Thursday, 30 March 2017

Striking the balance of being solitary.

This is the extended* Wellbeing Column, first published in the York Press on Tuesday, March 14th 2017.

Two women of mature years met on the bus going into town and enjoyed chatting and catching-up on their lives. Sitting in a nearby seat, I couldn’t help but hear some of their conversation. One of the women said, “he’s a bit clingy.” and I wondered if they were talking about a grandchild. It quickly became clear that the woman was talking about her husband. Both women compared notes on having husbands at home who wanted to know what their wives were doing and where. The women were going into town to have some precious time on their own. They laughed as they admitted not taking their mobile phones with them, so that they couldn’t be contacted. “My son would be cross with me”, said one woman, “but it’s such a bother.” I smiled at the description of her trying to retrieve a ringing phone from deep inside a handbag, looking for her glasses and then finding out that it was her husband wanting to know how long she would be. She said longingly, “I don’t get much privacy these days.” The quote about retirement came to mind. ‘I married you for life, not for lunch.’ 

Finding time and space for some ‘me time’ is the other side of the loneliness coin, a well-aired subject at the moment. We need to find a balance. Too little time to oneself can be as emotionally unhealthy as too much time.  In the same way as too much self-reflection can be as unhelpful as too little.  We need to find some personal space each week, somehow, somewhere. Somewhere away from the demands of others. It is not about being selfish, it is a human need for healthy emotional growth. The activity could be a hobby, a class, reading, walking, listening to music, gardening or just ‘being’. The space could be a shed, spare room, study, the bath, going to the shops and cafes, enjoying a walk or sitting in a garden.

The writer Alice Koller wrote: “Being solitary is being alone well: being alone luxuriously immersed in doings of your own choice, aware of the fullness of your won presence rather than the absence of others. because solitude is an achievement”

*Taken from the book 'Are you Chasing Rainbows?' Chapter 20.

Privacy, or time on one’s own, is like the refrain in the story of ‘Goldilocks and the Three Bears’. Too much is not right. Too little is not right. We need a balance of just enough to be just right. However, in reality, who is able to achieve that? We are just as likely to be screaming inside that we want to be alone for just a minute, as we are feeling that we are getting too much of our own company.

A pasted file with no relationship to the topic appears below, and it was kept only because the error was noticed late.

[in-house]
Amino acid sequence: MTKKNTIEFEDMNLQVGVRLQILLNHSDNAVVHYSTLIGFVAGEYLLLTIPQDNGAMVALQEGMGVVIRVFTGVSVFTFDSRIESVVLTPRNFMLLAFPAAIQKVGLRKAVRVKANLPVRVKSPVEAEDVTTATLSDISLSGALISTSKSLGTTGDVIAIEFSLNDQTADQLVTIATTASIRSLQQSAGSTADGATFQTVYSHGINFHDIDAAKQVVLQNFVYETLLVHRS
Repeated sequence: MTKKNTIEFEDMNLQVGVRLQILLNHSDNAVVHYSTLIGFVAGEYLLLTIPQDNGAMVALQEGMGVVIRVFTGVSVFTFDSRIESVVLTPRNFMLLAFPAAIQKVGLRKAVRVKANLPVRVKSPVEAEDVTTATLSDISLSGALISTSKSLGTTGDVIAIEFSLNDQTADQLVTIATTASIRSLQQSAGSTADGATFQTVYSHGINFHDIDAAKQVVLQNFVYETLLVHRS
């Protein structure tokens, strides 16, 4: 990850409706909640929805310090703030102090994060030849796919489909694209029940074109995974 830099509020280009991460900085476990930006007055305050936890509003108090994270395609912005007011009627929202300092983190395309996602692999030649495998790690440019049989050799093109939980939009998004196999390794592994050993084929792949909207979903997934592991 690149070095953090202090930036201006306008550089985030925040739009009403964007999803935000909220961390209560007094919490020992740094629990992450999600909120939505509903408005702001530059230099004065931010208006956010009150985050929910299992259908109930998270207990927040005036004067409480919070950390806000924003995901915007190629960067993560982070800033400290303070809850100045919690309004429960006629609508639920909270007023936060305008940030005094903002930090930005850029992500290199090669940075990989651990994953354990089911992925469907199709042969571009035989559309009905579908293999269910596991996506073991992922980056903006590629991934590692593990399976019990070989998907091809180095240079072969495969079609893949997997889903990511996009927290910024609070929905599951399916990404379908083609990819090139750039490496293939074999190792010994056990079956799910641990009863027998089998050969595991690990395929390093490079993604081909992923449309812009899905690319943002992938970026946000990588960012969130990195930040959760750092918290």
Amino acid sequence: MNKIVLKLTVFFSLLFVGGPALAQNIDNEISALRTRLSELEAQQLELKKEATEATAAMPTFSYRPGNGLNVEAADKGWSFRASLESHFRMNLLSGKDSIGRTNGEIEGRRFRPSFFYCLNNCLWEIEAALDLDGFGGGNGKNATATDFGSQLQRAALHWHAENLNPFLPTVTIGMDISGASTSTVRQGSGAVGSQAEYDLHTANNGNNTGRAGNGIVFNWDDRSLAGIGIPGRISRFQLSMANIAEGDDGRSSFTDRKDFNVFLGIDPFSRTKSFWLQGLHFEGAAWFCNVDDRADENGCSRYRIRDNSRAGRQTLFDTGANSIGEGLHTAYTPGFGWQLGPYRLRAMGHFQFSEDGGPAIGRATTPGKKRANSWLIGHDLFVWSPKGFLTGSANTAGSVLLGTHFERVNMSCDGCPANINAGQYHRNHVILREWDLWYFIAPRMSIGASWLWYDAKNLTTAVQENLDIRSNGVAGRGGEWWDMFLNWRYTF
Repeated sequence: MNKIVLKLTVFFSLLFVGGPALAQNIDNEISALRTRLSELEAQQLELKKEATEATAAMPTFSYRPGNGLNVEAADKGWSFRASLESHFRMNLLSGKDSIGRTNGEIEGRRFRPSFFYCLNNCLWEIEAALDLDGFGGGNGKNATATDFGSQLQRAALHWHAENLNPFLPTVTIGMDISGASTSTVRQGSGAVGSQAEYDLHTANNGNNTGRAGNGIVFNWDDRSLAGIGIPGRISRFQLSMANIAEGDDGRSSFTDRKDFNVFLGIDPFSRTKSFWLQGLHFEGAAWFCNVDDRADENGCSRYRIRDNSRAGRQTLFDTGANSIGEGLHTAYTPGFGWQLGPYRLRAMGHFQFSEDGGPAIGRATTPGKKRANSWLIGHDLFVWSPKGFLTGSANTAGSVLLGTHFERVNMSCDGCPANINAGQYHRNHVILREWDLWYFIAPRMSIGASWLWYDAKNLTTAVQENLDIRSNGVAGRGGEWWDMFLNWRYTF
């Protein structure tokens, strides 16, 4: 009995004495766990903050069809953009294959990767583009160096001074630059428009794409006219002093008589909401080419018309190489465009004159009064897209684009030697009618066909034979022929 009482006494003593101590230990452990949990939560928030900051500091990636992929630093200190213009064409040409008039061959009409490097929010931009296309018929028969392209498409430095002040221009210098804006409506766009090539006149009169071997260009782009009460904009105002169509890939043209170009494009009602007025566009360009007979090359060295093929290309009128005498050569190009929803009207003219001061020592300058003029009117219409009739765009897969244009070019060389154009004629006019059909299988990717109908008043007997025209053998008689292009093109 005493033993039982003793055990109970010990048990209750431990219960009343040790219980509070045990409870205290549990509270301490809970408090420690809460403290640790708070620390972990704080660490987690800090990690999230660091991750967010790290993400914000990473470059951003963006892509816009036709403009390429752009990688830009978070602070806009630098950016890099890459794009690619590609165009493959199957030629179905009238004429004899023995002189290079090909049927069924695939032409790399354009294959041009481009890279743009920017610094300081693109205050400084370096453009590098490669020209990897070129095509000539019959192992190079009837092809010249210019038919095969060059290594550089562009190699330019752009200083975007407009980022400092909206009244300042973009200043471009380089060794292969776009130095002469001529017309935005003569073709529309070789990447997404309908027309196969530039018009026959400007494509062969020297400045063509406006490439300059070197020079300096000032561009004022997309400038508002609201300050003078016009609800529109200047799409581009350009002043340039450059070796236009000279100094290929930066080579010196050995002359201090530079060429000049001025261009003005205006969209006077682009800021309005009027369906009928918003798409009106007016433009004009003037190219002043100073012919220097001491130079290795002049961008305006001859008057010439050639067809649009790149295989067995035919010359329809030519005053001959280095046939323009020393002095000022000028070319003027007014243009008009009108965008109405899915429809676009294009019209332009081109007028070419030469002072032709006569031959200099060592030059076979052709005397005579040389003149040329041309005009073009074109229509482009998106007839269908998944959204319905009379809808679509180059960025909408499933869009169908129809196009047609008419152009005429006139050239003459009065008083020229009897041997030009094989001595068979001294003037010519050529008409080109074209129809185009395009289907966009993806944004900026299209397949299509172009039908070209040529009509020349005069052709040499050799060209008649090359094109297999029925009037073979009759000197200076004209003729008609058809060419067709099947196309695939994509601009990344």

I had a crazily busy life that veered from barely a moment alone, to one where every evening was spent on my own with the TV and red wine for company – but I did discover the difference between loneliness and solitude. I spent many hours feeling very solitary but, due to a great network of family and friends, I never felt lonely. 

Thinking time. Being still. Putting things into perspective. Certainly some problem-solving can be achieved in states of high emotional arousal in an emergency, but generally if we want to look at all the options available to us, we need the mind to be more relaxed so that the brain can work effectively. Using alcohol and drugs is a common way of relaxing and switching-off the noise of life, but they come with a price: addiction and/or later problems with ill-health. In the same way that as children we were often given a sweet or biscuit to ‘make it better’ when we had hurt ourselves, rewarding stress and a need to relax with alcohol and drugs sends a message to our brain that this is what we do when we need to relax.

That need is one that we all have at times: some ‘me time’, some space. It is not about being selfish, it is about allowing the brain to slow down. A time to rest the mind and body. A time to recharge the batteries. Like the battery indicator on a mobile phone, we all need to have a time for our mind and body to recharge, otherwise our batteries run out. We are warned. Our body tells us, the red light goes on – and we don’t listen to our cost. Or perhaps our mind and body feel like an electrical socket, and each demand on us is a plug: it is easy to imagine how the circuit can be overloaded. We need to remove a plug or two, or just switch off the whole system for a while.